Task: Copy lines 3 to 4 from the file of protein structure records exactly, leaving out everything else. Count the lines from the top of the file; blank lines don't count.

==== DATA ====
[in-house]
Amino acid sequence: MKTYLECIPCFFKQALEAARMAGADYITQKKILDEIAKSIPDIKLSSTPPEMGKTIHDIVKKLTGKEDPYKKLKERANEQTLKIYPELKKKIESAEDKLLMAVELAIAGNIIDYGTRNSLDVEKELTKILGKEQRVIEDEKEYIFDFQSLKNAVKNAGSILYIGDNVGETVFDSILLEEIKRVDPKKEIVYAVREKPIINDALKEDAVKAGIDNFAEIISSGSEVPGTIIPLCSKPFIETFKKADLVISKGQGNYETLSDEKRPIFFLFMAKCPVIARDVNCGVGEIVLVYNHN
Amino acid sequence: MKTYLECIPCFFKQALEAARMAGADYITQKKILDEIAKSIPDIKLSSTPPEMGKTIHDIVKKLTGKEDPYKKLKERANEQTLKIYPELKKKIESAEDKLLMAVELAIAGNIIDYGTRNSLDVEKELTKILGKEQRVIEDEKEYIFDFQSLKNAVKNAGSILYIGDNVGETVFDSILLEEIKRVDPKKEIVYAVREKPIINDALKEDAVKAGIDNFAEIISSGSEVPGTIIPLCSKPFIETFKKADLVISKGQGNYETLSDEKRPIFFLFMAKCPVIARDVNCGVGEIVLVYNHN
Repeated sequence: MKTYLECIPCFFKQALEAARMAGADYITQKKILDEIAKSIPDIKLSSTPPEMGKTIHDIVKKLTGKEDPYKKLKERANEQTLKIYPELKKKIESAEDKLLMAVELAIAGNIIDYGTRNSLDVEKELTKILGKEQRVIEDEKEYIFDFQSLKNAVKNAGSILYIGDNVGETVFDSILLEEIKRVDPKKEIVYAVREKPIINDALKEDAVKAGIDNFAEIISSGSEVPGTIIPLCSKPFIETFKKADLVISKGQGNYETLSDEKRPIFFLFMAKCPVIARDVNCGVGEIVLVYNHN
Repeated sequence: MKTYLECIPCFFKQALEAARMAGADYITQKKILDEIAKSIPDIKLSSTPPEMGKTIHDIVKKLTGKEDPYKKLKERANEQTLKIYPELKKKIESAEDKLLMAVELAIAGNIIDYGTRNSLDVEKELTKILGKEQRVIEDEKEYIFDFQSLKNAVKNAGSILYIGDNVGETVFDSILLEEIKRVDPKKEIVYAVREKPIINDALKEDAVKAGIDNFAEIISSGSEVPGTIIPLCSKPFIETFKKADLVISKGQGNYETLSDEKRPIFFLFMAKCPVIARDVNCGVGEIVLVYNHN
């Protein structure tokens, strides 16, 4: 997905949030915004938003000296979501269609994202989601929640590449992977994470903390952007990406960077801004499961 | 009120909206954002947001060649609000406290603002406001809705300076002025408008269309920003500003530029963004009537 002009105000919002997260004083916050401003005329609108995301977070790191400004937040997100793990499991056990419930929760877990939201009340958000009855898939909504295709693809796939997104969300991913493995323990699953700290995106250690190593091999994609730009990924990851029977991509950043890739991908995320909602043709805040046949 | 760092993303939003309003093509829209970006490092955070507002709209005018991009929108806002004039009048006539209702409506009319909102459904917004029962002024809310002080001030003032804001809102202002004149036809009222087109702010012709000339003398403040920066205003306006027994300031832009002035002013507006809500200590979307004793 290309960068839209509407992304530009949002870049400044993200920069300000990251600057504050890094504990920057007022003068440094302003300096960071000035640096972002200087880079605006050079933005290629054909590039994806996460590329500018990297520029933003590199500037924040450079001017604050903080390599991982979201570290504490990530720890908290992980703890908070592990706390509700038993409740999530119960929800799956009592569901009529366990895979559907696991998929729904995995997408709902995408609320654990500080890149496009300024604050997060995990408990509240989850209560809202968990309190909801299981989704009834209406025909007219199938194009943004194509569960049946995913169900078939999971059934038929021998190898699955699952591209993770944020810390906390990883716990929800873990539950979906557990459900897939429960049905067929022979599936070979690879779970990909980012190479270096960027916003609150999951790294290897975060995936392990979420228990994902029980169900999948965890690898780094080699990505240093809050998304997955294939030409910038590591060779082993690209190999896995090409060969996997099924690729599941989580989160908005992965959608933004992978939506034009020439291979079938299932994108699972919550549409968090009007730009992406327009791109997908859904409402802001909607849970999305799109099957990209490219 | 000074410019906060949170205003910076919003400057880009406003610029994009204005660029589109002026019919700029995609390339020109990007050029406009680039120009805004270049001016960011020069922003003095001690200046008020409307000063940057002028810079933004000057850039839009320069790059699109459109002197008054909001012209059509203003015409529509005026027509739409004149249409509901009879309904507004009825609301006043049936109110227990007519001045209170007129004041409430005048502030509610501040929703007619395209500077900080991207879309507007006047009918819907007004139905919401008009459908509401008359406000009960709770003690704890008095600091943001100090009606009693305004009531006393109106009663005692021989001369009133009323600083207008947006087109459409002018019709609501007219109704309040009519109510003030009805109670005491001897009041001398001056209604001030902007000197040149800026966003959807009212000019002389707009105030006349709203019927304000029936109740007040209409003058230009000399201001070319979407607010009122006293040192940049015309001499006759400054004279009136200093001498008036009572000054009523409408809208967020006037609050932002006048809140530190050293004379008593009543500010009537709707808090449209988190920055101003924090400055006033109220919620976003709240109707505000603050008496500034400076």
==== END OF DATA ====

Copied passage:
Amino acid sequence: MKTYLECIPCFFKQALEAARMAGADYITQKKILDEIAKSIPDIKLSSTPPEMGKTIHDIVKKLTGKEDPYKKLKERANEQTLKIYPELKKKIESAEDKLLMAVELAIAGNIIDYGTRNSLDVEKELTKILGKEQRVIEDEKEYIFDFQSLKNAVKNAGSILYIGDNVGETVFDSILLEEIKRVDPKKEIVYAVREKPIINDALKEDAVKAGIDNFAEIISSGSEVPGTIIPLCSKPFIETFKKADLVISKGQGNYETLSDEKRPIFFLFMAKCPVIARDVNCGVGEIVLVYNHN
Repeated sequence: MKTYLECIPCFFKQALEAARMAGADYITQKKILDEIAKSIPDIKLSSTPPEMGKTIHDIVKKLTGKEDPYKKLKERANEQTLKIYPELKKKIESAEDKLLMAVELAIAGNIIDYGTRNSLDVEKELTKILGKEQRVIEDEKEYIFDFQSLKNAVKNAGSILYIGDNVGETVFDSILLEEIKRVDPKKEIVYAVREKPIINDALKEDAVKAGIDNFAEIISSGSEVPGTIIPLCSKPFIETFKKADLVISKGQGNYETLSDEKRPIFFLFMAKCPVIARDVNCGVGEIVLVYNHN